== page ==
San Francisco Debuts Human Waste Map

What do you get when you visit San Francisco, the city with the highest tech and the lowest morals? If your answer is, "An online map showing block by block where the human excrement is", you'd be 100% correct! Every city has a crime map, showing block by block where crime is, but only San Francisco has a human waste map, showing block by block where to watch your step!

The map is customizable to show neighborhoods, and you can even chart it month by month, so you can see the months with the heaviest amount of solid precipitation. I suppose you could think of this as man-made weather, just like global warming (ha ha).

Note the big deposits near the Bi-Rite Creamery, perhaps the most famous ice cream eatery in the city. People line up around the block to order every flavor, except, oddly enough, for chocolate.

If you spend big bucks and book a stay at the Hilton in Union Square, you can be within easy walking distance of the Golden Gate Theater and other downtown attractions in the increasingly trendy but still lethal Tenderloin district. Well worth up to $260 a night!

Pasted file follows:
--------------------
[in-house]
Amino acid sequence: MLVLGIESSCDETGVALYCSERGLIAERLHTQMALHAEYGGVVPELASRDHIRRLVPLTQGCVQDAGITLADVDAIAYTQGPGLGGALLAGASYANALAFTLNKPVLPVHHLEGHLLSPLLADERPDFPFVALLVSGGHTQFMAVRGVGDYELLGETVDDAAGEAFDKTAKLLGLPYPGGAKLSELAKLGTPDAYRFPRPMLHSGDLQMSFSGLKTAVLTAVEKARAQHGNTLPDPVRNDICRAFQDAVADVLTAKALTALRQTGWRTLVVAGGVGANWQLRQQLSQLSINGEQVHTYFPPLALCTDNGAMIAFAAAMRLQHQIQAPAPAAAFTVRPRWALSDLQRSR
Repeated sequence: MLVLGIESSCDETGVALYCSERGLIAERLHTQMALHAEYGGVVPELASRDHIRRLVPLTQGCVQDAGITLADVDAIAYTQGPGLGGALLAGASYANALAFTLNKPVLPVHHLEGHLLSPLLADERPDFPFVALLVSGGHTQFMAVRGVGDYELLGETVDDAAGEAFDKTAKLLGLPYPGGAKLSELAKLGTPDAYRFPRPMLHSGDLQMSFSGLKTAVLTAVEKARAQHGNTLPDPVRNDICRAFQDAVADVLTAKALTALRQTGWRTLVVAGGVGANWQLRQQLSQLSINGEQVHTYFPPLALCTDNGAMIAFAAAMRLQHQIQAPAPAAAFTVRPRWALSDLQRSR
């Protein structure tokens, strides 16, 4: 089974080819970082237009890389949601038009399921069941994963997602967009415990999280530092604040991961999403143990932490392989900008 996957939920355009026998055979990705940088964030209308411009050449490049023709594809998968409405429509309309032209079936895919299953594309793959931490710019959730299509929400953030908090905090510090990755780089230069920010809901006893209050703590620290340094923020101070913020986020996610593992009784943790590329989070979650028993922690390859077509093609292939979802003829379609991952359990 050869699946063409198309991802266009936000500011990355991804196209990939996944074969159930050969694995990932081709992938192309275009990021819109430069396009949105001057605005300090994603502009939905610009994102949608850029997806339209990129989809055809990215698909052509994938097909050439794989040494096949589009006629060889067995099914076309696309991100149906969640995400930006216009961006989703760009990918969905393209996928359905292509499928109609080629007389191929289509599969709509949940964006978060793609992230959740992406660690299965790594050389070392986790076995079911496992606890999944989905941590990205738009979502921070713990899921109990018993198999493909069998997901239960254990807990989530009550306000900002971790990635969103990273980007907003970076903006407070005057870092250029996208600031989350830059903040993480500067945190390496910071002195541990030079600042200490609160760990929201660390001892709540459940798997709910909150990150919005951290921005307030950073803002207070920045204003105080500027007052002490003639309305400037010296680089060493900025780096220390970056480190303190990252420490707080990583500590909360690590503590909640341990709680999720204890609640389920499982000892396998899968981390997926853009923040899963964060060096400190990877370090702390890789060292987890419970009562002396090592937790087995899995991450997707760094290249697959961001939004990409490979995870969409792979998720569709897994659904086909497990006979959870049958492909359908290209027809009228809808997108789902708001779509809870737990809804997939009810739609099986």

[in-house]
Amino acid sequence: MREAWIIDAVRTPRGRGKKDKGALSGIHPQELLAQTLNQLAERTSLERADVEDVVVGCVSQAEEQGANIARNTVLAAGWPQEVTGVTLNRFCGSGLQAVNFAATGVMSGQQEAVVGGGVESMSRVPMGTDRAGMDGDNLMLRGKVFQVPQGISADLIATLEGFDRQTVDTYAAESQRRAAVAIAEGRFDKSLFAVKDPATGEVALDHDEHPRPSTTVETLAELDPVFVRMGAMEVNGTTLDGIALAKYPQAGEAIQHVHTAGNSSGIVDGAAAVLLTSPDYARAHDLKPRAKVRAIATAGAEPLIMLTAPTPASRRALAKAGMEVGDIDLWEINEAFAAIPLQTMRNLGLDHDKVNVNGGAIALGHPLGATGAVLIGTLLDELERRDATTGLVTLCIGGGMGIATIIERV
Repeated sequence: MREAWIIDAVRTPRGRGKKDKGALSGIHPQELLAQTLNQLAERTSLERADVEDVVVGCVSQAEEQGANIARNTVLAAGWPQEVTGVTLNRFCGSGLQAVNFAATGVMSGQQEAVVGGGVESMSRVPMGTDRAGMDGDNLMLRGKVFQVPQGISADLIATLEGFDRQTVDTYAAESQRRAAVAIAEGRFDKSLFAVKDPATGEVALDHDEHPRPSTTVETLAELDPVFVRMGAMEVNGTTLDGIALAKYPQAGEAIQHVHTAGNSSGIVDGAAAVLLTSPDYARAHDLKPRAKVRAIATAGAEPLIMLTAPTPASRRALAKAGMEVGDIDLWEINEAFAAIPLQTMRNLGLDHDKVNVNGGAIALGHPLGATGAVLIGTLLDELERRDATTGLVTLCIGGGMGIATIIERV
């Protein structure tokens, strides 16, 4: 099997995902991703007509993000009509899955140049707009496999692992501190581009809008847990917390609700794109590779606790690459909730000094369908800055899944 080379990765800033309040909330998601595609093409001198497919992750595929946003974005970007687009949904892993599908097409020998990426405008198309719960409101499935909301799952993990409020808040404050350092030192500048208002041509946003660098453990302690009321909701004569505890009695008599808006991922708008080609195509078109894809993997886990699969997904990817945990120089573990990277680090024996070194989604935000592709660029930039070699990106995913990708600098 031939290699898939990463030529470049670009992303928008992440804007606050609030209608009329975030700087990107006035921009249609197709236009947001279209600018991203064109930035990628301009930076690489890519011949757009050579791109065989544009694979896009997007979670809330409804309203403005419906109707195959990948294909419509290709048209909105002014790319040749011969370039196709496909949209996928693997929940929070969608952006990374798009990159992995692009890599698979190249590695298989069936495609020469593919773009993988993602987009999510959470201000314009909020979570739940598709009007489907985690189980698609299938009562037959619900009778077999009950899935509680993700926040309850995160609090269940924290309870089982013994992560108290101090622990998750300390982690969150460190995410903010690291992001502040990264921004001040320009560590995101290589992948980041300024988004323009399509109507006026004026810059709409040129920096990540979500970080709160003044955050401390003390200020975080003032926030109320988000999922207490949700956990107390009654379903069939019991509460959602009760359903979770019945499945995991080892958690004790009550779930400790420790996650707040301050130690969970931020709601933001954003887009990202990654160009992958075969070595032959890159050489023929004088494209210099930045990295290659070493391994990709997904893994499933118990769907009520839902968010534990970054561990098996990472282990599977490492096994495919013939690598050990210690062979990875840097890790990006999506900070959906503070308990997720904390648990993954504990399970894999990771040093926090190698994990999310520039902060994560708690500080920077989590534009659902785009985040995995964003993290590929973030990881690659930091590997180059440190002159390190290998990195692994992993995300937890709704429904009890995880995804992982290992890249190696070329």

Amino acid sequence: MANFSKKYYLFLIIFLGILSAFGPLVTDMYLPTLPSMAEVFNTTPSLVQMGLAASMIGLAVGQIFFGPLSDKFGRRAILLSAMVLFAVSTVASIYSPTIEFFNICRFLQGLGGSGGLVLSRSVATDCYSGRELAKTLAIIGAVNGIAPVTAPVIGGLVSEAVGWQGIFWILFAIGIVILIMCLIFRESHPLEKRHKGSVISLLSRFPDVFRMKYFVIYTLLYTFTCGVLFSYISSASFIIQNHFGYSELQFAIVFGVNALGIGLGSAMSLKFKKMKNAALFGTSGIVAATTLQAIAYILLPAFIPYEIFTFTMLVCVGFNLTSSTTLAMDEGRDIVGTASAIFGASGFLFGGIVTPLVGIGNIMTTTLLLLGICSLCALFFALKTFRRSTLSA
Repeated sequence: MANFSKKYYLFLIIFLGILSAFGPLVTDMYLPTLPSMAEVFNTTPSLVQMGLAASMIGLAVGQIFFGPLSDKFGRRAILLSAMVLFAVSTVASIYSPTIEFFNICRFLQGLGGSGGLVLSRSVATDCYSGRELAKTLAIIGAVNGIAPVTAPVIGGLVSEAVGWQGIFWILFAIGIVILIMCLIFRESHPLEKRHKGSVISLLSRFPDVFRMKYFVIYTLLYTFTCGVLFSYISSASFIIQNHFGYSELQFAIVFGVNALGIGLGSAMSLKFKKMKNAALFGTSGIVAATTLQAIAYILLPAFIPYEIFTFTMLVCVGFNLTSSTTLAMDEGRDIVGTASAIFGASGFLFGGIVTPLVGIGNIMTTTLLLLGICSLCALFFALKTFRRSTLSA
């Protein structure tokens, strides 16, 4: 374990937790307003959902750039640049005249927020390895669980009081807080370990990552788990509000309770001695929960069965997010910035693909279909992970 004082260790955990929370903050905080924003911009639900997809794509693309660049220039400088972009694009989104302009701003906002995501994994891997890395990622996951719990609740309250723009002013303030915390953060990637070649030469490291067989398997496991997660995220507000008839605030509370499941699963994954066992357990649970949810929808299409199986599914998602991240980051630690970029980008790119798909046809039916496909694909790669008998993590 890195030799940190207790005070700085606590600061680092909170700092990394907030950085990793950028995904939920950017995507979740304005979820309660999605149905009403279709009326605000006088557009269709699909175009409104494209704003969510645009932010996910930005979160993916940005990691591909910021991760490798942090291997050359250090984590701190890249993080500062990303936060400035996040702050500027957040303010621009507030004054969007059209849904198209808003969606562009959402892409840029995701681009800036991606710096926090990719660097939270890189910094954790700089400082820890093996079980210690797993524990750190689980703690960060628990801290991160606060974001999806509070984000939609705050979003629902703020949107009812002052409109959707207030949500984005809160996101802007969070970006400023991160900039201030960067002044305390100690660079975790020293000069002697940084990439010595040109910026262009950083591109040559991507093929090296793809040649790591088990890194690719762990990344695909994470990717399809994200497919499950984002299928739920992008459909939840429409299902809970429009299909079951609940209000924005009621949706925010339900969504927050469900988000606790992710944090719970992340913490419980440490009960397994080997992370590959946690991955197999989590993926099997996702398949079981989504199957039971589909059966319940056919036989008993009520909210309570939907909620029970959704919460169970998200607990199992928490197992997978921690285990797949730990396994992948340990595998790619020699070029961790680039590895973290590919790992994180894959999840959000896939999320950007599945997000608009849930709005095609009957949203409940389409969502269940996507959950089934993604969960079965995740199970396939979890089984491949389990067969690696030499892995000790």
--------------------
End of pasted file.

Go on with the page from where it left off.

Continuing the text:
Web developer Jennifer Wong (a.k.a. mochimachine) created the Human Wasteland map out of that public data. The project, which won Zillow's SF office Fall 2014 Hack Week contest, offers monthly maps from January to June 2013 — but that's enough to give you a sense of where the problem is.

"It's easy for people to place blame on the homeless themselves," Wong tells Mashable. "But they need to take a look at the bigger picture and see that they have nowhere to go, to sleep, use the toilet, to shower... the obvious solution is to provide more public facilities throughout the city." 

Or... the obvious solution is to deal with the homeless problem that San Francisco is so lax in coping with. Homelessness drives away tourists, hurts local businesses, and makes it unpleasant and even unsafe to live in areas where people are living on sidewalks. Just because a sidewalk is a "public" space doesn't mean the public has unlimited rights to it.  Well-ordered suburbs don't have homeless problems because they enforce vagrancy laws. You won't find a human waste map for Naples, Fl, Fairfax, VA, Ridgewood, NJ, or Newport Beach, CA, just to name a few, because they wouldn't allow such a problem to fester. To see my solution to the homeless problem in greater detail, have a look here.

Pedro Gonzales is the editor of Newsmachete.com, the conservative news site.